Glassware in its ideal state could be recovered from the wreckage of a 2,000-year-old Roman shipwreck lying almost 1,148 feet below the ocean’s surface.
The Capo Corso 2 shipwreck was between Cap Corse’s French peninsula and the Island of Capraia in Italy. An excavation of the wreck occurred early in July, when the archaeologists came across an abundance of ancient glassware, per a press release from the National Superintendency (Italy) for Underwater Cultural Heritage that conducted this mission alongside the Department of Archaeological Research in France.
Archaeologists found out that the cargo of this ancient vessel consisted fully of glass. Some were in blocks, while the rest were tableware artifacts. Glass bottles, cups, plates, bowls, and two bronze basins were discovered. An amphora — a container created in the Bronze Age — was also discovered on the vessel.
The cargo was preserved perfectly, per the press release. The finds will be taken to the lab of the National Superintendence in Italy’s Taranto for closer examinations. It is believed the vessel had sailed from the end of the first century to the beginning of the second century AD, even though this still needs to be confirmed. A closer look at the artefacts found onboard will give researchers a more definitive date and hold clues into where it had come from.
Until now, archaeologists believe this vessel must have sailed from the Middle East — from either Lebanon/Syria — considering the glass and amphorae on the vessel. They estimate it was sailing toward France’s Province. This is the second-ever known Roman shipwreck in this region that appeared to be loaded with abundant glass.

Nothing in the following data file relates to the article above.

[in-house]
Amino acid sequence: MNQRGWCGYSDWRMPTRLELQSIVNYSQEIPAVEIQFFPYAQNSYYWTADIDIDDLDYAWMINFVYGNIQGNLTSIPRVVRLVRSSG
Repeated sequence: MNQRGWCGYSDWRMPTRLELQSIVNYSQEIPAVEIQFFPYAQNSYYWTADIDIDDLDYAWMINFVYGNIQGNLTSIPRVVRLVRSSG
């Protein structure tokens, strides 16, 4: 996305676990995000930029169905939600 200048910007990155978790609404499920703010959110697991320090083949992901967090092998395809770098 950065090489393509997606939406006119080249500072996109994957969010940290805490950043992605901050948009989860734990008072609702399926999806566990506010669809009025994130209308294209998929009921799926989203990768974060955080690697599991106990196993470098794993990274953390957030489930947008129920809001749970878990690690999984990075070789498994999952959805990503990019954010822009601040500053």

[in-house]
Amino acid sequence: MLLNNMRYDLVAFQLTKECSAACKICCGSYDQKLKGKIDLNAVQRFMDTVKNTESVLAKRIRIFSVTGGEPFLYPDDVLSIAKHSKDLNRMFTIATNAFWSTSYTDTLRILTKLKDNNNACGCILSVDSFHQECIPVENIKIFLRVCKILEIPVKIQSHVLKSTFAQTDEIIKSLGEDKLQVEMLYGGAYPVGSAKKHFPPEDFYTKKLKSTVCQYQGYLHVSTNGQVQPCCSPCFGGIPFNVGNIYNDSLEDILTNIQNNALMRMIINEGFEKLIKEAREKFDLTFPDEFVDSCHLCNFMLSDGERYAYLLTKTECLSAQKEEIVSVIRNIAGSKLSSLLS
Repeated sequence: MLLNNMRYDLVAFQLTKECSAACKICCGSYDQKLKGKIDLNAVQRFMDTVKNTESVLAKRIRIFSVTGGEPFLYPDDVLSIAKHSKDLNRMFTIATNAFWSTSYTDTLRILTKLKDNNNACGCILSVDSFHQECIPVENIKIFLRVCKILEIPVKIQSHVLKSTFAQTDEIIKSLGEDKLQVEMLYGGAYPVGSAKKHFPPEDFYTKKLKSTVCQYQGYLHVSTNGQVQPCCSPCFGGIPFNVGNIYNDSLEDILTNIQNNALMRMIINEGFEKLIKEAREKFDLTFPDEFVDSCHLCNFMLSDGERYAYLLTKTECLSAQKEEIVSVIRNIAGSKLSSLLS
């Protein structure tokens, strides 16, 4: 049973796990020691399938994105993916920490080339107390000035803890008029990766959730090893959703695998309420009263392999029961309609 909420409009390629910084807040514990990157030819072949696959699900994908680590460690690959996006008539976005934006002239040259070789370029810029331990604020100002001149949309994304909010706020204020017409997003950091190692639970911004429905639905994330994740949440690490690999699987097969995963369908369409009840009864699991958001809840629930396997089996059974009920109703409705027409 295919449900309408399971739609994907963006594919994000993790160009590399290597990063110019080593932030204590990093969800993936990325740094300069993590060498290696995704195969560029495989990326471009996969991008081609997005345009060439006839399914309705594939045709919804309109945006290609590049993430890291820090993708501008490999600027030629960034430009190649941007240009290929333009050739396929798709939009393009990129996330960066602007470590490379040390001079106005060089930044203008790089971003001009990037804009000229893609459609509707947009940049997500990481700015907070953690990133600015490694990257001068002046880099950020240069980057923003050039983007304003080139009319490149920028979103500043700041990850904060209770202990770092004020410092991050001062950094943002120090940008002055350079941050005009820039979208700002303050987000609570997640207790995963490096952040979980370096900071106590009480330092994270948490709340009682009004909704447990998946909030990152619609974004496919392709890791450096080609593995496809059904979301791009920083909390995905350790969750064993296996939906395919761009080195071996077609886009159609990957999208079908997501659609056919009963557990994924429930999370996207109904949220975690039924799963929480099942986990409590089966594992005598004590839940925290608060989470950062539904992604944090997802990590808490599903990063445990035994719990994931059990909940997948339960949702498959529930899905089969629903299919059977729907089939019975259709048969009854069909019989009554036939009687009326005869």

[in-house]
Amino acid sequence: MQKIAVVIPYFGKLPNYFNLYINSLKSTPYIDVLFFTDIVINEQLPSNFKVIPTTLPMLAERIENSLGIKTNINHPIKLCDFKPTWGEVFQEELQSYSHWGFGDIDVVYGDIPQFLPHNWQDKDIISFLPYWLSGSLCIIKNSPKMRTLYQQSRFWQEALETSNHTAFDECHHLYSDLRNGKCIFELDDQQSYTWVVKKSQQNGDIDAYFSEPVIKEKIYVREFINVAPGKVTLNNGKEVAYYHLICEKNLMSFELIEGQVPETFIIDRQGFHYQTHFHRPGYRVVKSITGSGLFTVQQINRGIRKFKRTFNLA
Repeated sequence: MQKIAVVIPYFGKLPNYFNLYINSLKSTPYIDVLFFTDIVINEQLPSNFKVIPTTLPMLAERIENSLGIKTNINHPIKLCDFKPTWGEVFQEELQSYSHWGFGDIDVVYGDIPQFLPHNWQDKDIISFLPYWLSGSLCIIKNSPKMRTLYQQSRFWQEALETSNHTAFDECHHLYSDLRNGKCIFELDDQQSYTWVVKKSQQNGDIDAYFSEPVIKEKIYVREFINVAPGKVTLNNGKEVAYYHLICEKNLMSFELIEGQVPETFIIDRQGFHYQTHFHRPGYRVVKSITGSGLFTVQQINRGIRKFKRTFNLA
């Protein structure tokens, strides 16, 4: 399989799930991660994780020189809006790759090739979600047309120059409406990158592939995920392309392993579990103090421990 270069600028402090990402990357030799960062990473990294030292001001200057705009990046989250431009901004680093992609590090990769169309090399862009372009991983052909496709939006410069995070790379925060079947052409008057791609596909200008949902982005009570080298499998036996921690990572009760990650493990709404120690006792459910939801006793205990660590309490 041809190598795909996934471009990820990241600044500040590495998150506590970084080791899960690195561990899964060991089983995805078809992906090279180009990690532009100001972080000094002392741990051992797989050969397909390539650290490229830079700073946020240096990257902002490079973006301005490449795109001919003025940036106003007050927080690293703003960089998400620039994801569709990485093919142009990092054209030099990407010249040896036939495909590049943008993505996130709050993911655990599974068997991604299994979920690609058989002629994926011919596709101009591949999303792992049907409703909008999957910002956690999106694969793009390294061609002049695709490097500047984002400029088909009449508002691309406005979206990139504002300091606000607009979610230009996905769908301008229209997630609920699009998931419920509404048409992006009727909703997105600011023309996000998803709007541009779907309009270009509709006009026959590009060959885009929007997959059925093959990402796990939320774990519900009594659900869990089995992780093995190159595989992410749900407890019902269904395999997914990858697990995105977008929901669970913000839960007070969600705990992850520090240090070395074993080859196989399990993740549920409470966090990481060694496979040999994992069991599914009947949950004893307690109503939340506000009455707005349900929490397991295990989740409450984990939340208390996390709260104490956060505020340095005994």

The Department of Archaeological Research in Drassm, France, utilized a research vessel dubbed the Alfred Merlin to reach the wreck. The robot can reach 8202.0997 feet below the ocean’s surface and takes a high-resolution video of the surroundings. Analysis of this vessel and cargo will allow researchers new insights into the Mediterranean trade in this phase.
However, the mission was to recover the vessel artefacts and assess the wreck’s biological state. Shipwrecks often become artificial reefs for sea life over a certain period. The structures also create extremely thriving ecosystems, as the marine organisms attach themselves to the surface.
Reference: Newsweek, Arkeo News
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